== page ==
Singapore proposes regulation on cryptocurrency trading, Stablecoins
Singapore’s central bank has introduced proposals for new regulatory measures for cryptocurrency and stablecoin trading, aimed at reducing the risk of harm to consumers due to industry volatility.
Measures announced in two advisory articles on Wednesday include disallowing crypto-lending businesses owned by retail customers and to ensure customer assets are segregated from their own property.
Cryptocurrency businesses will also not be allowed to offer incentives to attract retail customers, nor accept credit card payments or provide financing to retail customers.
The Monetary Authority of Singapore (MAS) has said it discourages the public from speculative trading in cryptocurrencies and has introduced restrictions on the advertising of crypto services in public places.
“…Cryptocurrencies play a supporting role in the broader digital asset ecosystem and it would not be feasible to ban them,” MAS said in a media release, adding that proposed measures will help reduce the risk.
In addition to addressing money laundering, terrorist financing, technology and cyber risks, the MAS said it wants to ensure regulated stablecoins have a high degree of value stability.
In the case of single-currency-pegged stablecoins (SCS) where the value in circulation exceeds S$5 million ($3.53 million), issuers must hold reserve assets. cash, cash equivalents or short-term sovereign debt securities equivalent to at least 100% of the outstanding SCS par value. Assets must also be in the same currency as the currency being fixed.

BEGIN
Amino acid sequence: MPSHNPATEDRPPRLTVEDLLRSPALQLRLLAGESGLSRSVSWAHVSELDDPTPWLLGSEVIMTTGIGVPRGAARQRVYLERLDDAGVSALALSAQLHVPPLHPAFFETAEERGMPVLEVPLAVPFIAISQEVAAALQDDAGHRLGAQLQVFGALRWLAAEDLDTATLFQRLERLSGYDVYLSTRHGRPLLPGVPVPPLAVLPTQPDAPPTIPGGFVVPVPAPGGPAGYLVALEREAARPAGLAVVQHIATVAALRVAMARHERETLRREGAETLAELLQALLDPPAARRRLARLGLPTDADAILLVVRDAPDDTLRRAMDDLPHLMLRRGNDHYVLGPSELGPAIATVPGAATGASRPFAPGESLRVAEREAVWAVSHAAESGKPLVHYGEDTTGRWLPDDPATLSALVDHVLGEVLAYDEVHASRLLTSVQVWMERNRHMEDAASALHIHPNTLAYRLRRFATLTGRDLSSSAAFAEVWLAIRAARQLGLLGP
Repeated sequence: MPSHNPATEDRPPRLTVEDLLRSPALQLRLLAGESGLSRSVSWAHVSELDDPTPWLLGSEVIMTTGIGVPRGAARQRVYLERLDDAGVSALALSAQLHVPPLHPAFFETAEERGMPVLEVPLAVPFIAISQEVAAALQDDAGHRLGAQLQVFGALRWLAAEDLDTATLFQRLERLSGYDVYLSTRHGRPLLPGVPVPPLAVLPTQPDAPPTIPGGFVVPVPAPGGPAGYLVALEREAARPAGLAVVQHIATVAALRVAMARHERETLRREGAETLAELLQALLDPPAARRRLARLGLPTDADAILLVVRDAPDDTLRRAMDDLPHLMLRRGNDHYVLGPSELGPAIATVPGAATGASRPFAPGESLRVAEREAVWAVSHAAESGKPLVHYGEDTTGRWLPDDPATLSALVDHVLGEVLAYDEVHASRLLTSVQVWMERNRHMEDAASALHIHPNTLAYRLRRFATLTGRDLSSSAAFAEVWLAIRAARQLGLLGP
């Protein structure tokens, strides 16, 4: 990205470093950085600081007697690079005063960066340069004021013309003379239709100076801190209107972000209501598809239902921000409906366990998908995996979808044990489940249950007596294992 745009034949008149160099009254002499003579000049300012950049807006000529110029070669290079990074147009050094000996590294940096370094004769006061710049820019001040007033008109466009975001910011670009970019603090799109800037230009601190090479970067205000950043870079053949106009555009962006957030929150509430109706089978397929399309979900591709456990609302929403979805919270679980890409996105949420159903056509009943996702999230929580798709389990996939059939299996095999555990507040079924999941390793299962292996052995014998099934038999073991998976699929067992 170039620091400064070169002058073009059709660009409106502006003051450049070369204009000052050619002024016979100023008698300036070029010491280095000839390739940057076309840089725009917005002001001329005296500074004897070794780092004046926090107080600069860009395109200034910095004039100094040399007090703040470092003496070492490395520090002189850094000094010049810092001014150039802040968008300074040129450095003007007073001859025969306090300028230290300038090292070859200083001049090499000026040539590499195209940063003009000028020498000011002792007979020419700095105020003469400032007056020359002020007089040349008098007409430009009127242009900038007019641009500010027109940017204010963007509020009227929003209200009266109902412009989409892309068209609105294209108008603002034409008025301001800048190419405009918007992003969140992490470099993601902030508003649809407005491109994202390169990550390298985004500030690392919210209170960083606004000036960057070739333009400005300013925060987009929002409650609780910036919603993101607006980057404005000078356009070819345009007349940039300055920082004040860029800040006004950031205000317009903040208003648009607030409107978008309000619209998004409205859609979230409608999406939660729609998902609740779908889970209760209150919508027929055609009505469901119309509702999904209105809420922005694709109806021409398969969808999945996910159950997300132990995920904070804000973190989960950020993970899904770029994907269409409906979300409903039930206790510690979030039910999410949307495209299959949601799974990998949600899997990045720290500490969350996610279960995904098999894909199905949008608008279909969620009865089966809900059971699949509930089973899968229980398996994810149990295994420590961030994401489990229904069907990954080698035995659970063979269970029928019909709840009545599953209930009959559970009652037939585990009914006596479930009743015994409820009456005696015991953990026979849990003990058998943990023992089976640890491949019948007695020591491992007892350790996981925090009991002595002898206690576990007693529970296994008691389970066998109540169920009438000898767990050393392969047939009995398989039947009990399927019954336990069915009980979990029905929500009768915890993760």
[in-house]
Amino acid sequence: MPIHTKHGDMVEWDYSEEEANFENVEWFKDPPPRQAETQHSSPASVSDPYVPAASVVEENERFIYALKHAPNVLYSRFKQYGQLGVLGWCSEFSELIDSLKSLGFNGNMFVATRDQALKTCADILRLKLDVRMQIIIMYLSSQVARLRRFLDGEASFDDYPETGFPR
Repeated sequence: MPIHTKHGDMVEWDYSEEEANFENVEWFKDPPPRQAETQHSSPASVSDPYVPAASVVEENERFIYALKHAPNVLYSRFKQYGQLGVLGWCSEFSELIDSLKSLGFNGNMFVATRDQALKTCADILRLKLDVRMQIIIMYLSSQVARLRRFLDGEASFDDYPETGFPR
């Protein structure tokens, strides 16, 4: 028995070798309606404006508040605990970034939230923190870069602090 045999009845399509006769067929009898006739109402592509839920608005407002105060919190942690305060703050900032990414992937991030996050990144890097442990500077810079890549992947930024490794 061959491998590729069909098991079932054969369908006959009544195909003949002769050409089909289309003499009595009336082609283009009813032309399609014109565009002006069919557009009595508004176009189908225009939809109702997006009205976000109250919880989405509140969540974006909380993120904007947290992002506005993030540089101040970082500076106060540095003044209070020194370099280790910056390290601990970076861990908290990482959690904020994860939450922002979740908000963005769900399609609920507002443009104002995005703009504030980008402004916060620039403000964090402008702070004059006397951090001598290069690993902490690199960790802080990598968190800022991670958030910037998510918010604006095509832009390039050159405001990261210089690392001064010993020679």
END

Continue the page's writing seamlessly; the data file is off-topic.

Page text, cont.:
All SCS issued in Singapore can only be pegged to the Singapore dollar or any Group of Ten (G10) currency, it said.
Banks in Singapore will be allowed to issue SCS and no further collateral requirements and reserve guarantees will be applied, the statement said.
Currently, there is only one stablecoin issued in Singapore.
The Asian financial hub initially attracted major crypto businesses like Binance, but some left the city-state earlier this year and moved to the United Arab Emirates, citing pretexts. strict regulations in Singapore.
It is unclear when the proposed measures might be introduced, but the public was invited to provide feedback on December 21.
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